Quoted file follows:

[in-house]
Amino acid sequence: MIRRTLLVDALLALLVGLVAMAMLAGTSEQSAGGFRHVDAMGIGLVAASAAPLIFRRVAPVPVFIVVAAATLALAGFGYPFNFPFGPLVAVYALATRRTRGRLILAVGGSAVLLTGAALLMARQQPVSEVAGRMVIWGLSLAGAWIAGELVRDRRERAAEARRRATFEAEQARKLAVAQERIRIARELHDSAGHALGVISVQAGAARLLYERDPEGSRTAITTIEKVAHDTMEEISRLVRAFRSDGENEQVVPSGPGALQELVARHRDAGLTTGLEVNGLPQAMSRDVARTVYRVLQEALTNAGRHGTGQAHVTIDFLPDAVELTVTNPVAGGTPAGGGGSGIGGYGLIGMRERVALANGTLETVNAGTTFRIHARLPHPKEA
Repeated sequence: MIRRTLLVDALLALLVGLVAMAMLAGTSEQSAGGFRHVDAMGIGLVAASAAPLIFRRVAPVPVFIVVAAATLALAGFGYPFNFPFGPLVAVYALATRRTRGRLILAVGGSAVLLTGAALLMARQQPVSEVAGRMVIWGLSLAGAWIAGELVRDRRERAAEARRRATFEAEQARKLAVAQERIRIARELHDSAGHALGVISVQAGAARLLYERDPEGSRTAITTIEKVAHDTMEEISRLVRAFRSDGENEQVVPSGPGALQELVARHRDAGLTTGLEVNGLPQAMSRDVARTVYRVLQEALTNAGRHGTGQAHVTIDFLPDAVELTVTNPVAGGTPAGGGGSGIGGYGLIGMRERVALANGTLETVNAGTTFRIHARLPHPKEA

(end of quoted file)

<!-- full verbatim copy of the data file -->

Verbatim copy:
[in-house]
Amino acid sequence: MIRRTLLVDALLALLVGLVAMAMLAGTSEQSAGGFRHVDAMGIGLVAASAAPLIFRRVAPVPVFIVVAAATLALAGFGYPFNFPFGPLVAVYALATRRTRGRLILAVGGSAVLLTGAALLMARQQPVSEVAGRMVIWGLSLAGAWIAGELVRDRRERAAEARRRATFEAEQARKLAVAQERIRIARELHDSAGHALGVISVQAGAARLLYERDPEGSRTAITTIEKVAHDTMEEISRLVRAFRSDGENEQVVPSGPGALQELVARHRDAGLTTGLEVNGLPQAMSRDVARTVYRVLQEALTNAGRHGTGQAHVTIDFLPDAVELTVTNPVAGGTPAGGGGSGIGGYGLIGMRERVALANGTLETVNAGTTFRIHARLPHPKEA
Repeated sequence: MIRRTLLVDALLALLVGLVAMAMLAGTSEQSAGGFRHVDAMGIGLVAASAAPLIFRRVAPVPVFIVVAAATLALAGFGYPFNFPFGPLVAVYALATRRTRGRLILAVGGSAVLLTGAALLMARQQPVSEVAGRMVIWGLSLAGAWIAGELVRDRRERAAEARRRATFEAEQARKLAVAQERIRIARELHDSAGHALGVISVQAGAARLLYERDPEGSRTAITTIEKVAHDTMEEISRLVRAFRSDGENEQVVPSGPGALQELVARHRDAGLTTGLEVNGLPQAMSRDVARTVYRVLQEALTNAGRHGTGQAHVTIDFLPDAVELTVTNPVAGGTPAGGGGSGIGGYGLIGMRERVALANGTLETVNAGTTFRIHARLPHPKEA